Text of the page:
Photo: An improvised boat made at the height of the Habagat flood that paralyzed Metro Manila for days
I have cousins who were raised in the US, and we spent much of our pre-adulthood years during the era pre-Facebook, when “sharing” photos meant not uploading but getting them developed first, then sending them via good old-fashioned snail mail. I remember feeling like I wanted to instantly teleport myself to their country whenever I would see pictures of them playing in the snow. I would later learn though, that landscape utopia in the eyes of many Westerners is not snowland but the tropical beach.
When I was a student in UP, a Filipino-American exchange student interviewed me about my idea of America, because she was required to submit a research paper about Filipino culture upon coming back to her home country. I told her that America for me meant the suburban bliss of the very popular book and TV franschise Sweet Valley, popular about fifteen years ago, thus giving you another idea of our era.
The two lead characters of the Sweet Valley franchise are twin blondes who look so picture-perfect and live an equally picture-perfect life in the suburbs of America. The Fil-Am exchange student looked very surprised and bewildered hearing my answer, as all the UP students she had interviewed had told her also of their view of a utopian America. The one which is formed from reading and watching so many picture-perfect stories set in the US of A. She told me that no, US life is not that perfect, especially for racial “minorities” like her who had grown up in an inland state of the US that is far less racially heterogenous than coastal states like California. My acquaintance at UP had to struggle with growing up having to deal with the condescending attitudes held by some towards the foreign blooded in an almost-homogenously-White part of America.
As for me who has grown up and lived in the Philippines which is a nation that consistently ranks poorly based on international standards of honesty in government and delivery of basic social services, I had and have to endure world-famous NCR Traffic, the lack of fitting job opportunities, floods that come with the threat of Leptospirosis due to very poor management of waste and drainage, as well as the experience of studying in public schools in classrooms with chairs that often serve not for lecture use but as antique rocking chairs. These are of course the consequences of either too much politics or abuse of power. And the classic explanation, graft and corruption.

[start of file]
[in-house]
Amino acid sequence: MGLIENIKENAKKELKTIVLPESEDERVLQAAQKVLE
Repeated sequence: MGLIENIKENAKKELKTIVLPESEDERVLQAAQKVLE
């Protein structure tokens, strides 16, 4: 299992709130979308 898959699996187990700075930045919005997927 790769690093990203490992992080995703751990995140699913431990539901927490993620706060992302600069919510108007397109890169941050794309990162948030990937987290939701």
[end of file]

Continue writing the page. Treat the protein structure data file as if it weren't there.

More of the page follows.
I remember hearing Bro. Eli of the program Ang Dating Daan (as promoted on local TV, the TV program is now aired in such continents as Europe and Latin America) say that many Filipinos may be facing a lot of very tough concerns and problems, but the Philippines has far less suicide rates than other economically prosperous nations like Japan. And that though we may face experiences unknown to much richer nationalities (ex. violent house demolition because your address is at such a place as “under-the-bridge”), we have a far more positive outlook in life than those who commit suicide in the midst of the kind of socio-economic prosperity that people who live on less than a dollar a day could only dream of. We are nowhere near the list of the most suicide-prone nations of the world.
While I am of course not proud that my country simply has more than its enough share of self-serving and selfish politicians who are the epitome of oppression and injustice, I just know and feel that my upbringing at home and genuine social values has imparted me with a sense of self respect and dignity no matter how pathetic my nation’s political realities may seem. Because I am a Filipino, I just know that someway, somehow there is a way out of pathetic circumstances and I need not lose my sanity or dignity just because some people consider my country or my race servile, having been colonized thrice and seemingly still colonized even at the present.
Some foreign scholars may view Filipino’s positive outlook as a sociological or anthropological anomaly. But in the language of the common tao who has endured the travails of working far from home, of the real inhabitants of Home Along Da Riles made famous by the hit TV program topbilled by the late Dolphy, it is simply hope. For academicians like me who has never given up on our ideals of scholarship despite the lack of institutional support, and for struggling middle-class parents doing their best to send their kids to school at minimum wages, it is hope.
Mentioned and Hyper-Linked:
trailer of Home Along da Riles TV series topbilled by the late Dolphy
2009 Mashable Most Educational to Follow blog of Bro. Eli Soriano, Host of Ang Dating Daan